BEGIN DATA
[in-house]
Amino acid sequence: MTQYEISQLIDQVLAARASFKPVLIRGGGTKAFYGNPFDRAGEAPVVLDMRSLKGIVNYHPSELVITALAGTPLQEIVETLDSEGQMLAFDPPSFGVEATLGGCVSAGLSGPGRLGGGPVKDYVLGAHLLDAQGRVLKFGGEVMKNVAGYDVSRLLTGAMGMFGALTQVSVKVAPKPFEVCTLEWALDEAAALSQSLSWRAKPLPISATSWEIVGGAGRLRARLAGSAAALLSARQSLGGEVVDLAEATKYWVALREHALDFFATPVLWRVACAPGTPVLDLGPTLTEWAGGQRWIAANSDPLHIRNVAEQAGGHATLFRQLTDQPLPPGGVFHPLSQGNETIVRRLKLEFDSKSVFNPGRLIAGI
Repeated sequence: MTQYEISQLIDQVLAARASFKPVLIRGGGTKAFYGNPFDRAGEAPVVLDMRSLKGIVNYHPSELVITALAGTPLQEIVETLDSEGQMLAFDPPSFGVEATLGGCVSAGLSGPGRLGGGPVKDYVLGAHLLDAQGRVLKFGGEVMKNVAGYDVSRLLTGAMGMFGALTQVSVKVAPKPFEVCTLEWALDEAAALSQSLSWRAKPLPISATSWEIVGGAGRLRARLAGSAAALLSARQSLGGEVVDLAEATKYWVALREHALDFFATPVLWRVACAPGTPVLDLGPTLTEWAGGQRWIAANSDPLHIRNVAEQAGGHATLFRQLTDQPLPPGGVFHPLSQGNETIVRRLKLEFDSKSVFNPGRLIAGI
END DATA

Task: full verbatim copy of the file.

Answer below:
[in-house]
Amino acid sequence: MTQYEISQLIDQVLAARASFKPVLIRGGGTKAFYGNPFDRAGEAPVVLDMRSLKGIVNYHPSELVITALAGTPLQEIVETLDSEGQMLAFDPPSFGVEATLGGCVSAGLSGPGRLGGGPVKDYVLGAHLLDAQGRVLKFGGEVMKNVAGYDVSRLLTGAMGMFGALTQVSVKVAPKPFEVCTLEWALDEAAALSQSLSWRAKPLPISATSWEIVGGAGRLRARLAGSAAALLSARQSLGGEVVDLAEATKYWVALREHALDFFATPVLWRVACAPGTPVLDLGPTLTEWAGGQRWIAANSDPLHIRNVAEQAGGHATLFRQLTDQPLPPGGVFHPLSQGNETIVRRLKLEFDSKSVFNPGRLIAGI
Repeated sequence: MTQYEISQLIDQVLAARASFKPVLIRGGGTKAFYGNPFDRAGEAPVVLDMRSLKGIVNYHPSELVITALAGTPLQEIVETLDSEGQMLAFDPPSFGVEATLGGCVSAGLSGPGRLGGGPVKDYVLGAHLLDAQGRVLKFGGEVMKNVAGYDVSRLLTGAMGMFGALTQVSVKVAPKPFEVCTLEWALDEAAALSQSLSWRAKPLPISATSWEIVGGAGRLRARLAGSAAALLSARQSLGGEVVDLAEATKYWVALREHALDFFATPVLWRVACAPGTPVLDLGPTLTEWAGGQRWIAANSDPLHIRNVAEQAGGHATLFRQLTDQPLPPGGVFHPLSQGNETIVRRLKLEFDSKSVFNPGRLIAGI